These issues need to be addressed in order to support the progression of Canadian K-12 education systems.  The path forward must be intentionally and thoughtfully planned.  Leigh McCarthy, a K-12 educator in Ontario, had a number of recommendations resulting from her research around supporting student engagement through the use of educational technology.  I was most intrigued by her conclusion that teachers cannot wait for professional development to come to them; it is essential that consistent opportunities are provided for teachers to develop expertise in digital literacy and pedagogy, and to make connections through professional learning networks (McCarthy, 2021).  I saw a connection between McCarthy’s recommendations and the Eight Design Principles developed through the CANeLearn BC study (Crichton & Kinsel, 2021).  These principles, if adopted across the country, have the potential to drive significant change. 

Bringing Canadian public school systems into the 21st century will require a dramatic shift.  Teachers should be provided with professional learning centred around developing meaningful learning experiences in digital environments.  For this to happen, ministries of education and school districts would benefit from examining the values and principles that drive decision-making, which in turn impacts what happens in classrooms.  


Cormier, D. (2017, April 18).  Intentional messiness of online communities [Webinar]. Royal Roads University MALAT Virtual Symposium.

Crichton, S. & Kinsel, E. (2021, March 23). Design Principles for Online Learning: British Columbia Study. Canadian E-Learning Network.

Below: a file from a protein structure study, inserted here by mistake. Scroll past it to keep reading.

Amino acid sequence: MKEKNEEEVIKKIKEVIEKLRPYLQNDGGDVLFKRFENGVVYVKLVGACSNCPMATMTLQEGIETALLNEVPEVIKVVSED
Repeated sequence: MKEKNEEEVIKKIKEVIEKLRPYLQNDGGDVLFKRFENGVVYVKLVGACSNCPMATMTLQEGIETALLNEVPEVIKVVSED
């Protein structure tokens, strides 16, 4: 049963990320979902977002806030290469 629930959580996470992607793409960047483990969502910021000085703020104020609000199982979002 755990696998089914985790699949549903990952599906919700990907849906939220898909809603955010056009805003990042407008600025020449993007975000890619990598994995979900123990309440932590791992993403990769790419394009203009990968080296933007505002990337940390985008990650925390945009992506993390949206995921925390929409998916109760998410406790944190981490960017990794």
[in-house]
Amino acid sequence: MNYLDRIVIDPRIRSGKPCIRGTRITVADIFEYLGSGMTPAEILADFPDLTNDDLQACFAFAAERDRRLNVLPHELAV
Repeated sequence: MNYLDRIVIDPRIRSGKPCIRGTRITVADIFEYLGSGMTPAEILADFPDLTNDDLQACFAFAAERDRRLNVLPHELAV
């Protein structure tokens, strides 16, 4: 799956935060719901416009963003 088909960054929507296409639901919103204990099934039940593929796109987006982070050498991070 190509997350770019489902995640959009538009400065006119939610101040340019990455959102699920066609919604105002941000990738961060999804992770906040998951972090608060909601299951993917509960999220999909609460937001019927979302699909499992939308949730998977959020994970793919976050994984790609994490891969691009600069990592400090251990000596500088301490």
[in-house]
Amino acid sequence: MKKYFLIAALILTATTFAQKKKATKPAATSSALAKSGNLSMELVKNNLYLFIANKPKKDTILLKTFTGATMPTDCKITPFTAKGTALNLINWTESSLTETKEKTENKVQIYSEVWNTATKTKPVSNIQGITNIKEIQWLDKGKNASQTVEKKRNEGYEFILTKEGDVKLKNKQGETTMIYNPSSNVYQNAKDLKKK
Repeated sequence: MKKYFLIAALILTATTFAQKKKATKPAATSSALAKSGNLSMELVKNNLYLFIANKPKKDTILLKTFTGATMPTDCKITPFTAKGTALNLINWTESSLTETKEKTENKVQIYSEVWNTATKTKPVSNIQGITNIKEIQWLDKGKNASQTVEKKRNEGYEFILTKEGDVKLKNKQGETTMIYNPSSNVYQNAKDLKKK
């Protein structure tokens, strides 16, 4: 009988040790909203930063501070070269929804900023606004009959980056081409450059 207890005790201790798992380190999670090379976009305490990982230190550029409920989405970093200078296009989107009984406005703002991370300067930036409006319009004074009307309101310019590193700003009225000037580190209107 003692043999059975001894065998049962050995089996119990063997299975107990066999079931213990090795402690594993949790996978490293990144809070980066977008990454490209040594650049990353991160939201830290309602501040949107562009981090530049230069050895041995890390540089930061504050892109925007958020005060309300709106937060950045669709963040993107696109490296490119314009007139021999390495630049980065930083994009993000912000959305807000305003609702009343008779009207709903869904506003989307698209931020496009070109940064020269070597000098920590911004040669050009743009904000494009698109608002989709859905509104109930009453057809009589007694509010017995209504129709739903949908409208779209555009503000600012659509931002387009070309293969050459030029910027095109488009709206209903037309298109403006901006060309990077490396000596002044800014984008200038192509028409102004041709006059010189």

Hodson, J. (2018, April 16). “Mindful” social media engagement in an age of Cambridge Analytica [Webinar].  Royal Roads University MALAT Virtual Symposium. 

Labonte, R. (2020, April 14). Remote Teaching or Online Learning? K-12 Schooling in a Pandemic World [Webinar]. Royal Roads University MALAT Virtual Symposium.

McCarthy, L. (2021, April 16). K-12 Teachers in Ontario: Supporting Student Engagement Through the Use of Educational Technology [Webinar]. Royal Roads University MALAT Virtual Symposium. 

Muirhead, B. & Robinson, L. (2021, April 14). Living and Learning Online: Why Digital Privacy is Everyone’s Responsibility [Webinar]. Royal Roads University MALAT Virtual Symposium.

One thought to “MALAT Virtual Symposium: Implications for K-12 Education in Canada”

  1. Very well written and thoughfully constructed post, Amber. I couldn’t agree more with your last comment. But, I wonder… What would a meaningful learning environment look like when technology is integrated?

    In my opinion, whatever the aim, it is essential for teachers, educators, parents and administrators to ensure that the technology and activities they create achieve those aims instead of using it as an after-thought. In other words, we need to create meaningful learning environments that without technology would be inconceivable.

    For example, if I’m a K-12 student, and I walk into a classroom and watch a SMARTBOARD for an entire lesson, I am having content directed at me instead of interacting with it. This would NOT be an example of meaningful learning using technology.
    What do you think?

    Check out “Common Sense” for ideas on how to integrate technology into your school thoughtfully and with purpose.